“The pen is mightier than the sword,” but in the case of financial and termination agreements, the pen and the signature can save you a lot of time, money, and heartache.
That’s because financial agreements (prenuptial agreements or postnuptial agreements), are legally binding contracts that set out how your finances will be divided in the event of a separation or divorce.
While signing a prenuptial agreement may seem like something that only applies to the rich and famous, the truth is that financial and termination agreements can be a valuable tool for any couple, regardless of their income or assets.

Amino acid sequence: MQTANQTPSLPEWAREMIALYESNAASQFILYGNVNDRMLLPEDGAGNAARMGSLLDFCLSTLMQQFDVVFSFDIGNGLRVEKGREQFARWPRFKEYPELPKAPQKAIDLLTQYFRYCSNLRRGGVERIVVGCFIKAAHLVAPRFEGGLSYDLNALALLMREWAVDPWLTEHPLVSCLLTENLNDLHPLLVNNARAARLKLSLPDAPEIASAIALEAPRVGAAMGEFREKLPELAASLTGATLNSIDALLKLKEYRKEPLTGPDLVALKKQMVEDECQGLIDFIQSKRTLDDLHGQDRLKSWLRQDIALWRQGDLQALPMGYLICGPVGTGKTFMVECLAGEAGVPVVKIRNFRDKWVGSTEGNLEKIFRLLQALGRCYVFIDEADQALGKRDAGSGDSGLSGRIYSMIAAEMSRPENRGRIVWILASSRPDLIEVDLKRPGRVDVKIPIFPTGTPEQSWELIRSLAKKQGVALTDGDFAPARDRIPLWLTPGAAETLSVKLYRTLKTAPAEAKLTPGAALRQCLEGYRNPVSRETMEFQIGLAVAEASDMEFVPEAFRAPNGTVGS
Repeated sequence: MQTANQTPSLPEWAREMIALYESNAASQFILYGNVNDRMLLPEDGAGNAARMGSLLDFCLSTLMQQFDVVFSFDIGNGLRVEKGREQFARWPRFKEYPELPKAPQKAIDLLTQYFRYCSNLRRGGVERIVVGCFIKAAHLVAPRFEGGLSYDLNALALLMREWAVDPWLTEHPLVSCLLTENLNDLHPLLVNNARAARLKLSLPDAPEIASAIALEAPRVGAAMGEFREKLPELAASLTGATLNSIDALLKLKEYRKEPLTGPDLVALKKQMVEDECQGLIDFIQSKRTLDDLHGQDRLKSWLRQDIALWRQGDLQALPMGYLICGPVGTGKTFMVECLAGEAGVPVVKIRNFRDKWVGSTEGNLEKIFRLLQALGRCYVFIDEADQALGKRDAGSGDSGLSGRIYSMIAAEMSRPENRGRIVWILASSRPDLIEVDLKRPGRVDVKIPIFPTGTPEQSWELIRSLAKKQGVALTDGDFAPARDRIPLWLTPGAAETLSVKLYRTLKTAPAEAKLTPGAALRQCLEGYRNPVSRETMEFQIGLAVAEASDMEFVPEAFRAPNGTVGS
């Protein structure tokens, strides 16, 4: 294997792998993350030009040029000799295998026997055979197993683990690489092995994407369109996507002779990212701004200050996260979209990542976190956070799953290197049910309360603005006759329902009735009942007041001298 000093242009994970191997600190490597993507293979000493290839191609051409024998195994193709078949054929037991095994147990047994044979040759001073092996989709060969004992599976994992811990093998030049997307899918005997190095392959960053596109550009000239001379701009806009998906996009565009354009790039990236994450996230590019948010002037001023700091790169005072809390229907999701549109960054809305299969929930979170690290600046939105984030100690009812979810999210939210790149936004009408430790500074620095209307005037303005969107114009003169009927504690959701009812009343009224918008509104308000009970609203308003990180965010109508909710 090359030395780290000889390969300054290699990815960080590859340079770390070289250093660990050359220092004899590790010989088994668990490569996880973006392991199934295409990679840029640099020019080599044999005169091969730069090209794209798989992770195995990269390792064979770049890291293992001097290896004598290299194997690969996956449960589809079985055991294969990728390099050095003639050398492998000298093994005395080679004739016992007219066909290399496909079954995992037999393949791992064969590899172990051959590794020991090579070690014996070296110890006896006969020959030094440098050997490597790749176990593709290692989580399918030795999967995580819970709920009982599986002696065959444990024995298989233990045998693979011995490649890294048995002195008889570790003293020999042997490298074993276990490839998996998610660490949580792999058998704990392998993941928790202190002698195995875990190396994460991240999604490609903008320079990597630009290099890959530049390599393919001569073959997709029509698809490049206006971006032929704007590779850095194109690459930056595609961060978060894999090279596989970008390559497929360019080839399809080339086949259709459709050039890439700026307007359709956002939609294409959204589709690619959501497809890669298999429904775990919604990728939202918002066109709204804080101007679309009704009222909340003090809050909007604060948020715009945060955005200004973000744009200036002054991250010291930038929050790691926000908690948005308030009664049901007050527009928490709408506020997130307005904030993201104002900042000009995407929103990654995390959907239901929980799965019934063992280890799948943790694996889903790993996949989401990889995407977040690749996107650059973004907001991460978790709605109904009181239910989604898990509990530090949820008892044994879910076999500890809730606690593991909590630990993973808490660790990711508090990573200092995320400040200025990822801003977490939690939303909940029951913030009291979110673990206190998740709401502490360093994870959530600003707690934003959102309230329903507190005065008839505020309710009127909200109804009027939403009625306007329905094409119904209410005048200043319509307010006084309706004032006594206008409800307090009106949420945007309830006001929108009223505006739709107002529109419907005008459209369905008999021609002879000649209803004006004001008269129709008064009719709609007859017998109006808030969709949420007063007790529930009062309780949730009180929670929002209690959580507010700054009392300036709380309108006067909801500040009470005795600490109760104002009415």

Read our article about financial agreements to understand the concept and other relevant information.
Section 90K: Circumstances in Which Court May Set Aside Financial and Termination Agreements
There are circumstances when the court must set aside financial and termination agreements. According to section 90K, the court has the power to make an order setting aside these agreements if the court believes that:
- There is fraud when one party obtained the agreement from another. This could include non-disclosure of a material matter.
- A party enters the agreement with the intention to defraud a creditor or creditors of the party or another person who is a party to a de facto relationship with a spouse party.
- A party enters the agreement with reckless disregard of the interests of a creditor or creditors of the party or of such other person.
- A party enters the agreement to defeat the interests of that other person in relation to any possible or pending application for:
- The agreement is void, voidable or unenforceable.